Spring and Summer are the peak allergy seasons, causing havoc for those with hay fever and other allergies. Children, especially, are the most susceptible to allergens. Around 40% of children suffering from some kind of airborne allergy or hay fever. Most people will seek refuge in their homes during allergy season. But what happens if you start sneezing and sniffling in your own home?
The problem might be your air conditioning!
Allergic to Air Conditioning?
There are a lot of people who claim that they are allergic to air conditioning. They develop dry eyes, sore throats, flu-like symptoms, and seem to take sick days every four to six weeks. Blocked noses, sneezing, tonsillitis, pharyngitis, sinusitis, and body aches are attributed to “air-conditioner allergies”.
It is true that those with sensitive noses, infections (such as the common cold), allergies, or compromised immune systems can suffer adverse reactions to air conditioning. But it is not the fault of the air conditioner itself.
Much like everything in your home and office, your air conditioner needs to be well maintained and looked after. But all too often the air conditioner gets forgotten or neglected. Poorly maintained air con units and air conditioners that are not regularly cleaned, create allergy and infection pitfalls.
Sick Building Syndrome
Pollen, dust mites, animal and human dander, and dust gradually build up within the air conditioner. This dirty air is then circulated through your home, before circulating through the air conditioner again, creating a vicious cycle. Sometimes even debris from the initial construction of the home can still be present in the air conditioner!
But worse things can lurk inside your air conditioner. Vermin – such as rats, mice, and bugs – can create nests, spreading their dander, dust, and infection through your house. Air conditioners that are not properly maintained can gather moisture. This leads to the growth of dangerous black mould, fungi, mildew, bacteria, and provides the breeding ground for infections.
Worse yet, is the phenomenon of “sick building syndrome”. This is found most often in buildings with a central air conditioner that is not maintained. These air conditioners breed mould, mildew, and bacteria. They can even harbour dangerous infections including infectious pneumonia and Legionnaire’s disease, by spreading microorganisms. Because the air conditioner is not maintained, these infections and bacteria continue to grow and spread, resulting in “sick building syndrome”.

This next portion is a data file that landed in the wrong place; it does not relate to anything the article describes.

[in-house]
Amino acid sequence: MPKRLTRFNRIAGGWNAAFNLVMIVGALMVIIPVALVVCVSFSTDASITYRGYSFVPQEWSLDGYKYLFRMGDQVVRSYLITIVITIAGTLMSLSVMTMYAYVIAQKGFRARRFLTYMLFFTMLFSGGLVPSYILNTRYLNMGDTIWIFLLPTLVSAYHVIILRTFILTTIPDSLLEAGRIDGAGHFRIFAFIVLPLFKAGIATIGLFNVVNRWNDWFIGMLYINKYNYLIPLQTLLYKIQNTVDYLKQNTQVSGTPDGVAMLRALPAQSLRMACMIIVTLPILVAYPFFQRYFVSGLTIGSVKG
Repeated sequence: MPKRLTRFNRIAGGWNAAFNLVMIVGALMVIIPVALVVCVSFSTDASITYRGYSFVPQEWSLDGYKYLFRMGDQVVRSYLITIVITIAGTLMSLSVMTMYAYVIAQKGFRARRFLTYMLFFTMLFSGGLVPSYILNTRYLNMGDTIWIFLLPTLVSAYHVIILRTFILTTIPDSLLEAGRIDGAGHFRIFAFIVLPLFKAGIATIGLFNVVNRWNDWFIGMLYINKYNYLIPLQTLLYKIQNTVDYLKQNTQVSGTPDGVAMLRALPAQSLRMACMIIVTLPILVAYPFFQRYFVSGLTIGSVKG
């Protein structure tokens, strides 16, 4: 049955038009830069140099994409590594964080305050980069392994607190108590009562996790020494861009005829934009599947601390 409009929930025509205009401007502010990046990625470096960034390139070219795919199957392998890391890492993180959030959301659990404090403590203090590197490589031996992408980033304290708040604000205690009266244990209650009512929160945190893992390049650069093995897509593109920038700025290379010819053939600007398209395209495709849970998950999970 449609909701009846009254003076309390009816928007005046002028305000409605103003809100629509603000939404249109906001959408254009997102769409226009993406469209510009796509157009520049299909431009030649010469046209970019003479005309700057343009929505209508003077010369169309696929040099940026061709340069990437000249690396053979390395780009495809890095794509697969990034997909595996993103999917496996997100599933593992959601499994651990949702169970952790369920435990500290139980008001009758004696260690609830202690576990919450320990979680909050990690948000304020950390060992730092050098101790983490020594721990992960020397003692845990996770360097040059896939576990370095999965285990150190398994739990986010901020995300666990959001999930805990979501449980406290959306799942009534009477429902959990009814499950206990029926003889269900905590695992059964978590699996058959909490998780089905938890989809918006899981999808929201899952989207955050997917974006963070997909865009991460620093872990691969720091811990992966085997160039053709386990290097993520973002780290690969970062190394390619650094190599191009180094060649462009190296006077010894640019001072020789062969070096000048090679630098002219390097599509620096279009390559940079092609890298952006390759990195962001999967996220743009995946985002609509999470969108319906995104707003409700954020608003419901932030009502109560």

Not to mention, compromised air conditioners can just make your home or office smell plain bad!
Treat the Cause, Not the Symptoms
So how do you avoid everything from allergy sniffles to dangerous respiratory infections? By simply keeping your air conditioner well maintained and cleaned, as well as investing in a good allergy filter. Your air filter should be regularly cleaned – up to once a month for those with severe allergies. Specialised allergen filters (HEPA – high efficiency particle filters) should be replaced just as regularly. The air conditioner itself should be scheduled for yearly maintenance to ensure it is running properly and not clogged by dust or debris. Older systems, of course, will need a more frequent maintenance schedule than a new system.
You can also help by regularly vacuuming your home, ensuring your home has appropriate ventilation to allow fresh air to cycle through your home on low pollen days, fitting your air conditioner with a humidifier to cut down on condensation build up, and ensuring any leaks are fixed as soon as you detect them.
Can I Clean the Air Conditioner Myself?
It is possible to do some cleaning of your air conditioner yourself, especially changing out air filters and replacing allergy filters. However, most air conditioners have parts that are inaccessible for visual examination. This means you probably won’t be able to tell if a part needs cleaning until you take your air conditioner apart. And with so many delicate, moving parts involved in air conditioners, it is always better to get a professional to do the work for you!
A professional air conditioner technician involves cleaning all components of your air conditioning unit, including heating and cooling coils, heat exchanges, fan motors, the air handling unit and housing, condensate drain pans and drip pans, grillers, diffusers, supply and return ducts, and registers. Technicians can also help those with allergies by applying chemicals to the air conditioner to combat contaminants and any infectious bacteria that might have built up in your air con unit.
Do I Really Need to Get My Air Conditioner Cleaned?
Summer and winter, we spend about 21 hours under air conditioners – whether they are being used for heating or cooling. For people with allergies or who are susceptible to illness and infections, that is a long time to be sitting in a room full of bad air. Studies have shown that not only is hay fever directly influenced by air quality, but that bad air conditioning can lead to air that is 205 times more polluted that outdoor air.
And if you’re still not convinced, further studies have shown that up to 25-40% of energy wastage comes from clogged air conditioning units. By keeping your air con clean, you are not only cutting costs on your energy bill but also elongating the life of your system.
John’s Refrigeration and Air Conditioning can service both residential and commercial air conditioning units. If your AC needs cleaning or maintenance, give us a call today!